City councilors on Thursday got their first look at a proposed plan to address a projected $1.3 million shortfall in general fund revenue, which is expected to take a hit from a drop in consumer spending as a result of the COVID-19 pandemic.
City Manager Mike Miller said the anticipated 10% decline in sales tax revenue can be filled with a withdrawal of up to $600,000 from emergency reserves and holding down costs. The plan includes "no furloughs, no layoffs and limited operational services" provided by the city.
"This allows us to hold steady while we see what the future holds," Miller said. "We are not making any drastic cuts, we are not making any knee-jerk reactions, we are letting the reserves cover the emergency shortfall, allowing us to not make any rash decisions."
While revenue from the capital improvements sales tax is expected to decline, Miller said planned financing for a $24 million streets improvement program would allow those projects to move forward as scheduled. The temporary sales tax approved in 2019 by voters is expected to generate $12 million during a six-year period, and the City of Muskogee Foundation pledged matching funds up to that amount.
Some of the city's partners that benefit from annual funding would experience cuts if all of the elements included in the plan are adopted as part of next year's budget. The Muskogee City-County Port Authority would take a $100,000 cut for its industrial development contract, and Main Street Muskogee plans to decline funding of $80,000 as it "retools" during the coming year.
Tourism stands to take the biggest hit with a projected 60% decline in revenue generated by the municipal lodging tax. The lodging tax generated $977,000 for tourism development this year, but Miller's proposal is based on projected revenue from that source totaling $366,000.
Even with projected revenue declining more than half, those actively engaged in Muskogee's tourism development efforts cautioned against cuts to entities that rely on annual appropriations.
Justin O'Neal, tourism director at the Greater Muskogee Area Chamber of Commerce, said data show there is an increase in traveling, with motorists willing to drive up to 500 miles to reach a destination. He said that demographic is a target market for local tourism and with events such as fishing and golf tournaments scheduled this summer, he expects "some growth right now" in local tourism.
Civic Center General Manager John Cruz said there are signs that "people want to be out of their houses," and "they want something to do." He said while there is still a need "to be mindful about the virus," present economic conditions could "be a good opportunity for Muskogee" tourism.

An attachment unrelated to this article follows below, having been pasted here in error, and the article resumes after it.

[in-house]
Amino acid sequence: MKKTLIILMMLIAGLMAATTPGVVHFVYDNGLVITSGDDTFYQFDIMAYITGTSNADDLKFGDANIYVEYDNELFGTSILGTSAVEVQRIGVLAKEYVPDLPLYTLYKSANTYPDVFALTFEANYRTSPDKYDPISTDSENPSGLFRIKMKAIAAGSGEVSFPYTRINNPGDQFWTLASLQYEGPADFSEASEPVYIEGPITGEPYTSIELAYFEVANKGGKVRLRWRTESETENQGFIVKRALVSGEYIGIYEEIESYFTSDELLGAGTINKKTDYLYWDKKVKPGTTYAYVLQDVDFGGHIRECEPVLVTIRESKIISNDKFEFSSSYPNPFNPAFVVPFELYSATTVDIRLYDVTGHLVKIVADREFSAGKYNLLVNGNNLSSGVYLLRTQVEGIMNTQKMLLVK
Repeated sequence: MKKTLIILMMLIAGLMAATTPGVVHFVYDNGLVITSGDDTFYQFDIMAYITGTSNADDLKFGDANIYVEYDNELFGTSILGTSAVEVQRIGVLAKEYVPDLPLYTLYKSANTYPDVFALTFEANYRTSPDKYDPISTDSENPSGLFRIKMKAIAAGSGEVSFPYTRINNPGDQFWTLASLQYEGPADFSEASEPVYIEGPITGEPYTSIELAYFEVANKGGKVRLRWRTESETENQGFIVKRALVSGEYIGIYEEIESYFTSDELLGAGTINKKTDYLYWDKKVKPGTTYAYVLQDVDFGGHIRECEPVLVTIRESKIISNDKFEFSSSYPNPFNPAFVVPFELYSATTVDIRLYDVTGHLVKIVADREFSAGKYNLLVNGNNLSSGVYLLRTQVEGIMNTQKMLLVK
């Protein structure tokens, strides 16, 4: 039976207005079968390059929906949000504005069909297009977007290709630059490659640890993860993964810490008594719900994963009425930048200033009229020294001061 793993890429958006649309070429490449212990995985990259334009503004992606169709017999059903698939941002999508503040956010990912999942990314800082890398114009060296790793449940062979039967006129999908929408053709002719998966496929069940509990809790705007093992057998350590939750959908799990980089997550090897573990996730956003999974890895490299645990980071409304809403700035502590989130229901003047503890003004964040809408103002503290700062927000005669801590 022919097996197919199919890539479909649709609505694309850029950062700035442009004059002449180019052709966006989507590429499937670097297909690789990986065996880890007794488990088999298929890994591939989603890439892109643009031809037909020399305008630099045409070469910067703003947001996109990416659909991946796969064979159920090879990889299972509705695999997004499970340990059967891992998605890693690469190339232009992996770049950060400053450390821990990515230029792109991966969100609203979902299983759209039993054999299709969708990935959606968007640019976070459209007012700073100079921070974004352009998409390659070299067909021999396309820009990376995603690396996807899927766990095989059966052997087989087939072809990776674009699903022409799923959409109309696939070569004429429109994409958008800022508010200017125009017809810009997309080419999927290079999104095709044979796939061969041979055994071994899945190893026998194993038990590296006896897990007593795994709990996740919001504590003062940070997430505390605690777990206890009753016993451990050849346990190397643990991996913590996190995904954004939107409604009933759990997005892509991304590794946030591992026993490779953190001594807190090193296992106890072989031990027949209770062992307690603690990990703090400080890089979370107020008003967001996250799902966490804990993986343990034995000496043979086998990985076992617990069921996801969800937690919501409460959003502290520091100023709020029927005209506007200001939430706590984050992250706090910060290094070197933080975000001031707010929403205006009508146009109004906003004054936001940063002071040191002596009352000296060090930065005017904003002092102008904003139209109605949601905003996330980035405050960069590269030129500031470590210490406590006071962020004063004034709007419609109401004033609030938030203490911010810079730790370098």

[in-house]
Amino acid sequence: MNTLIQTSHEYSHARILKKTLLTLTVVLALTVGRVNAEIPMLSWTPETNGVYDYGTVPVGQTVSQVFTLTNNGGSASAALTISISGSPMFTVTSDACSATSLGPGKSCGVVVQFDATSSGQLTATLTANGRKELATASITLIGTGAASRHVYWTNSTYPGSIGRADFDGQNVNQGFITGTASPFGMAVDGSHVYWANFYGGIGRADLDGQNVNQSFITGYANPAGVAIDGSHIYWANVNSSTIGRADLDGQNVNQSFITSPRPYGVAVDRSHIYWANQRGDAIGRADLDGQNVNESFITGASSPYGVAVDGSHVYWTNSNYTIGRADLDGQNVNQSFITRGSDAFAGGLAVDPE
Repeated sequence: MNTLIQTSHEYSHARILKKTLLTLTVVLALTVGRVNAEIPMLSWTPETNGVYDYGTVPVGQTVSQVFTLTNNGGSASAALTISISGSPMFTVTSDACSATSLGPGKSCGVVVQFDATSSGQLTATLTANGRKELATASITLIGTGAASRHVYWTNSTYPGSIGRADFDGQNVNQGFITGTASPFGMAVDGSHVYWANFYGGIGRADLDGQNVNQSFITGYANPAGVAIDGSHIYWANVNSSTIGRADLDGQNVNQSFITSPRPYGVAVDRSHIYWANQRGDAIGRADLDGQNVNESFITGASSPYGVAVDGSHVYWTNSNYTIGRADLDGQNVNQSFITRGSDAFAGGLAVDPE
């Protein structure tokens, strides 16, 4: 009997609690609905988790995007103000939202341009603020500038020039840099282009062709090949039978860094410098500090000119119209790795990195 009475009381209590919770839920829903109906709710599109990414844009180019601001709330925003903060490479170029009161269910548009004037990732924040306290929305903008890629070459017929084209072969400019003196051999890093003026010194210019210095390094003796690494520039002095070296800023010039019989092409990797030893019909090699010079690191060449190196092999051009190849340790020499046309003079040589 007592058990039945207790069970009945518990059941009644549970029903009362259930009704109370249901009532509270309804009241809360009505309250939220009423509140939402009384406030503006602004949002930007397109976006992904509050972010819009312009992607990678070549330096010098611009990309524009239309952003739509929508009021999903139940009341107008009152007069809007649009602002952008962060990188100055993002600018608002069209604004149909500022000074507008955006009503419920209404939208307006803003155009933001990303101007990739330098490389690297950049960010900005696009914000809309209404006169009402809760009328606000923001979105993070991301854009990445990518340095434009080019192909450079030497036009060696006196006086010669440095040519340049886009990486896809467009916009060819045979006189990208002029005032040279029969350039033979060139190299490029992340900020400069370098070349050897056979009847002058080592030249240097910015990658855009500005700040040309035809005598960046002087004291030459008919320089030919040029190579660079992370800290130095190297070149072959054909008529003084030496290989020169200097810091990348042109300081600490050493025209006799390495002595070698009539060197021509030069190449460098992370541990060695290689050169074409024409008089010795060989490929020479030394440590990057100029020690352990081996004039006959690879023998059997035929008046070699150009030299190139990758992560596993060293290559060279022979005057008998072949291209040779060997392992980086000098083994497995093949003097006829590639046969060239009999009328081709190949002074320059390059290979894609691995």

"Let's take a look at this and make sure our attractions are funded and able to remain open," Cruz said. "People are more willing to get in the car now and drive away. We need to consider this may be a good opportunity for Muskogee."
While Miller's plan includes cuts in the amount the city spent last year to promote events, it would preserve funding for Oklahoma Music Hall of Fame, Batfish War Memorial and Three Rivers Museum, which would get a slight increase. Appropriations for Roxy Theater would come from the general fund rather than tourism, but the amount available for the tourism contract would be cut from $600,000 to $150,000. The chamber, which holds the contract, would be allowed to keep carryover funds that amount to about $200,000.
The goal of the budget proposal for tourism, Miller said, is "to keep our attractions afloat."
Miller said Muskogee is better positioned than many municipalities because of steps taken by city councilors during the past few years. Those steps included the implementation of a savings plan that fattened the city's emergency reserves from about 10.4% of the general fund value in 2018 to a minimum value of 20% and an optimum amount totaling 30% of the general fund value.
The proposed expenditure of up to $600,000 from emergency reserves to supplement revenue for the fiscal year 2021 budget, Miller said, represents about 10% of the city's emergency reserves.
"It's been a lot of hard work — none of it's easy," Miller said about crafting the budget proposal. "There's a lot of stuff in the budget I don't like, that I wish we were doing different, but this is the best we can do given where we are right now."
State law requires two public hearings be convened before city councilors adopt a budget for fiscal year 2021, which begins July 1. Those hearings are expected to take place during councilors' upcoming meetings on June 1 and June 8.